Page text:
ALBUQUERQUE, N.M. — New Mexico’s only level 1 trauma center and academic medical center is going to need a new leader.
University of New Mexico Hospitals CEO Steve McKernan is retiring on Oct. 1 after 37 years with the hospital. A Health Sciences Center spokeswoman could not immediately provide details about how or when UNM would choose McKernan’s permanent replacement, though the school has selected administrator Michael Chicarelli to serve as interim CEO.
Journal attempts to reach McKernan on Tuesday afternoon were unsuccessful. But UNM’s announcement indicated the CEO is eager to spend more time with his wife, his four kids and their families scattered around the United States.
“I must say that working with the staff of UNM Hospitals and the faculty and leadership of the School of Medicine and Health Sciences Center has been the job of a lifetime,” McKernan said in the written statement. “I am very fortunate to have found a professional home and a family at the Health Sciences Center. I look forward to watching the hospital, the Health System and the Health Sciences Center, continue to grow.”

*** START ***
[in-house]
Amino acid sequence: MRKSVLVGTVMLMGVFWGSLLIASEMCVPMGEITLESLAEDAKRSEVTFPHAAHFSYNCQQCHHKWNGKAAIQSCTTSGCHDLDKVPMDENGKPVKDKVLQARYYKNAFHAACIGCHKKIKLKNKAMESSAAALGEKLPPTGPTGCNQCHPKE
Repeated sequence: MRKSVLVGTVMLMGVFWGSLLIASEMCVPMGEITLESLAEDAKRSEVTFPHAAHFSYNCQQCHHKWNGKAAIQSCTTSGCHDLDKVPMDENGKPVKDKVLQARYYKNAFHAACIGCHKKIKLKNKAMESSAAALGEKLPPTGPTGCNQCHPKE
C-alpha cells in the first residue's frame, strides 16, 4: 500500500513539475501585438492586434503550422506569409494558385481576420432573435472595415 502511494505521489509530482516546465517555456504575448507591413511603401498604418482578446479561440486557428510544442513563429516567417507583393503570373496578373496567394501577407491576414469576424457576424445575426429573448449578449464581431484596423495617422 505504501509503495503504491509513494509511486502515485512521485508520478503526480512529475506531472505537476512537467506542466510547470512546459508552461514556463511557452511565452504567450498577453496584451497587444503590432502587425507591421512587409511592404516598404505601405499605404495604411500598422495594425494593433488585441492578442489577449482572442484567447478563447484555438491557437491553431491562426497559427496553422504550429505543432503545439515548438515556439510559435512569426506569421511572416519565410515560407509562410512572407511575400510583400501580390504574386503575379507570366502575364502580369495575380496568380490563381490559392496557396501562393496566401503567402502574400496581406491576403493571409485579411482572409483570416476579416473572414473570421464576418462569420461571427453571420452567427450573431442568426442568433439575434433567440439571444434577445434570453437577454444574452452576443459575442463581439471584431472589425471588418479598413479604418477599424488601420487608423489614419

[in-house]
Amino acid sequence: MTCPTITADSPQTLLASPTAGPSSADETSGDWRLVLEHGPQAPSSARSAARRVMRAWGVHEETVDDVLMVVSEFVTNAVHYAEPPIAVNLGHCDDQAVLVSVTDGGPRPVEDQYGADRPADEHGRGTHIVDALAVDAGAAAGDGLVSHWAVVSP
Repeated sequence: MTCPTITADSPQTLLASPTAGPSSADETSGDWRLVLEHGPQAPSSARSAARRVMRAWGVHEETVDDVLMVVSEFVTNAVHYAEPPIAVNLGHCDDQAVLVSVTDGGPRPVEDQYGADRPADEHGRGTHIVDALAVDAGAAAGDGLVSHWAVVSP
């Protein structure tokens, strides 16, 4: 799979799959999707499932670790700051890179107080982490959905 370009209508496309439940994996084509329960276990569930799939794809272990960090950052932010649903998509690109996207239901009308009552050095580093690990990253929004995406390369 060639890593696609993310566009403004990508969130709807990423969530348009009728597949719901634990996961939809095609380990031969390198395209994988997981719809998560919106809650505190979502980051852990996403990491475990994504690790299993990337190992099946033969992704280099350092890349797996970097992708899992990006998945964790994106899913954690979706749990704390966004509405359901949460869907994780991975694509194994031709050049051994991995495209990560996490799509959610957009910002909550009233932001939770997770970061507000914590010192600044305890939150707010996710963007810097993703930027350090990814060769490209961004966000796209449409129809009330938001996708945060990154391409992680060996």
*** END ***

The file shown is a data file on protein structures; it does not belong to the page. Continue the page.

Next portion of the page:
And McKernan, who started at UNMH in 1980 as an accountant, is not severing all ties this fall: He plans to stay around as emeritus CEO through the end of the fiscal year, June 30, and continue in a consultant capacity as needed beyond that, according to the announcement issued Tuesday by the UNM Health Sciences Center.
His retirement comes amid the school’s latest push to build a new hospital – a facility administrators say is needed to replace outdated and inefficient adult-care units at its existing hospital. A similar effort died about five years ago when the Gov. Susana Martinez-led State Board of Finance – which must OK such construction projects – failed to hold a vote on the proposal.
UNM’s latest effort remains in the early stages.
HSC Chancellor Paul Roth in a statement credited McKernan for helping “to grow UNM Hospitals to provide the level and specialties of care that are only available in the biggest teaching hospitals in the country.”
Tuesday’s news caught some people in the health care realm by surprise, including New Mexico Hospital Association President Jeff Dye. He said he was “kind of shocked.”
“I just feel it’s going to be a tremendous loss to our health care community,” Dye said. “Others will step up, and we have a lot of experienced people throughout the state running health care institutions, but Steve’s really been a mainstay and guiding light for many of us that have been involved with him through the years.”
Mel Eaves, a former UNM regent who later served on the Health Sciences Center board of directors, said he also was surprised about McKernan’s decision, but lauded him as a “brilliant manager.”
“And to be brilliant in that job, you not only have to know health care and the operation of hospitals and a lot about the medical profession, but you have to be very, very smart when it comes to finance and accounting – and he had it all,” Eaves said.